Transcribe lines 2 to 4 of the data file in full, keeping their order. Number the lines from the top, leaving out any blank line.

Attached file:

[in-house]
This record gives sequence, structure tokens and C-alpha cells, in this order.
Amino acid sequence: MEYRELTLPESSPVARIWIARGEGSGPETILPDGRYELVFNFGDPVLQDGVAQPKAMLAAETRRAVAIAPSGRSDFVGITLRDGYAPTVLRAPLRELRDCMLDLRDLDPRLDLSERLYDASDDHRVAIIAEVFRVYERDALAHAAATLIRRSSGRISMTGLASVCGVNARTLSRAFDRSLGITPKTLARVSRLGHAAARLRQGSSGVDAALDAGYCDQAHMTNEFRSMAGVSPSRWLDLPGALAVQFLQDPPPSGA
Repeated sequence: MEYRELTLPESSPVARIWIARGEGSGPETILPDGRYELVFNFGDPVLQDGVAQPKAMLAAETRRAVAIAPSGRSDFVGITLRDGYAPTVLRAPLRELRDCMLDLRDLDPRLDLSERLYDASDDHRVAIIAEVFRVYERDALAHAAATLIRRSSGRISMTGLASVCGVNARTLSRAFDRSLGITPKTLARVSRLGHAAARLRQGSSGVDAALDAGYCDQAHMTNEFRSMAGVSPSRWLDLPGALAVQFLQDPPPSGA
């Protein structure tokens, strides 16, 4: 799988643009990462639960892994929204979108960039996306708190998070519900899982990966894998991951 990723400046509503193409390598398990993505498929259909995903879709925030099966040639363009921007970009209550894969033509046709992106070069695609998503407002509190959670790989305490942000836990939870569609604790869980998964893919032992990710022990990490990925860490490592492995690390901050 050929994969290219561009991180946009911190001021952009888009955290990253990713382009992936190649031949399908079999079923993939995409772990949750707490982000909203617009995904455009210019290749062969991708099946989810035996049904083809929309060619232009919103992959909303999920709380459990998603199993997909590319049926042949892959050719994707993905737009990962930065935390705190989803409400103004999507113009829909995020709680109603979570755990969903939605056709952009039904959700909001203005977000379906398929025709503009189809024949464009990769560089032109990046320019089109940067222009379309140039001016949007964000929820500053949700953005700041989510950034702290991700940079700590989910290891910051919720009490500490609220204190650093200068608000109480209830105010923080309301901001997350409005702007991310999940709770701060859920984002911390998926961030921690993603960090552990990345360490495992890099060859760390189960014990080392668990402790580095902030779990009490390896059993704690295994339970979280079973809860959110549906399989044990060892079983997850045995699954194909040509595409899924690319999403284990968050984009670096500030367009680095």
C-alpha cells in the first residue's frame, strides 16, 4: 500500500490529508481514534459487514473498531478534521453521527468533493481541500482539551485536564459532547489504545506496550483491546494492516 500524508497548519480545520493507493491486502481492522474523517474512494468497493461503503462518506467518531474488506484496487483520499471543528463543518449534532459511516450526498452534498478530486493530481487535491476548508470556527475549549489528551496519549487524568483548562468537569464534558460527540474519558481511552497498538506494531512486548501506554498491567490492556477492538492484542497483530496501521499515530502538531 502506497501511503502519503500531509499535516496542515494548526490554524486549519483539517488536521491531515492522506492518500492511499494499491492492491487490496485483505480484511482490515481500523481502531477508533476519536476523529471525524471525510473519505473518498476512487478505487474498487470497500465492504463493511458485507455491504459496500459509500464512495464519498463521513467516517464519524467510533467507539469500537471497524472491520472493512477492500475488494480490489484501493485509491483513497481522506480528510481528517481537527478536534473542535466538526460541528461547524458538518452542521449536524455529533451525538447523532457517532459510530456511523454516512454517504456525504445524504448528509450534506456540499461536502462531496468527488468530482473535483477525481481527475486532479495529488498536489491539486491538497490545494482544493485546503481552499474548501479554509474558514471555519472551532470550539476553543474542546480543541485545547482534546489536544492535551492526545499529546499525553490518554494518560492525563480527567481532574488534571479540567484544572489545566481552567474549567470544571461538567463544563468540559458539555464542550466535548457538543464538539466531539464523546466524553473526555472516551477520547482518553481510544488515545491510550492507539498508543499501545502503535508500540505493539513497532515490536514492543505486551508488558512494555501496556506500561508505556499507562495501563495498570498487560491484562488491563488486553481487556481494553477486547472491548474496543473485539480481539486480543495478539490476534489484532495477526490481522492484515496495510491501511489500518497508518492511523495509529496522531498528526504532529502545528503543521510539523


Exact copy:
This record gives sequence, structure tokens and C-alpha cells, in this order.
Amino acid sequence: MEYRELTLPESSPVARIWIARGEGSGPETILPDGRYELVFNFGDPVLQDGVAQPKAMLAAETRRAVAIAPSGRSDFVGITLRDGYAPTVLRAPLRELRDCMLDLRDLDPRLDLSERLYDASDDHRVAIIAEVFRVYERDALAHAAATLIRRSSGRISMTGLASVCGVNARTLSRAFDRSLGITPKTLARVSRLGHAAARLRQGSSGVDAALDAGYCDQAHMTNEFRSMAGVSPSRWLDLPGALAVQFLQDPPPSGA
Repeated sequence: MEYRELTLPESSPVARIWIARGEGSGPETILPDGRYELVFNFGDPVLQDGVAQPKAMLAAETRRAVAIAPSGRSDFVGITLRDGYAPTVLRAPLRELRDCMLDLRDLDPRLDLSERLYDASDDHRVAIIAEVFRVYERDALAHAAATLIRRSSGRISMTGLASVCGVNARTLSRAFDRSLGITPKTLARVSRLGHAAARLRQGSSGVDAALDAGYCDQAHMTNEFRSMAGVSPSRWLDLPGALAVQFLQDPPPSGA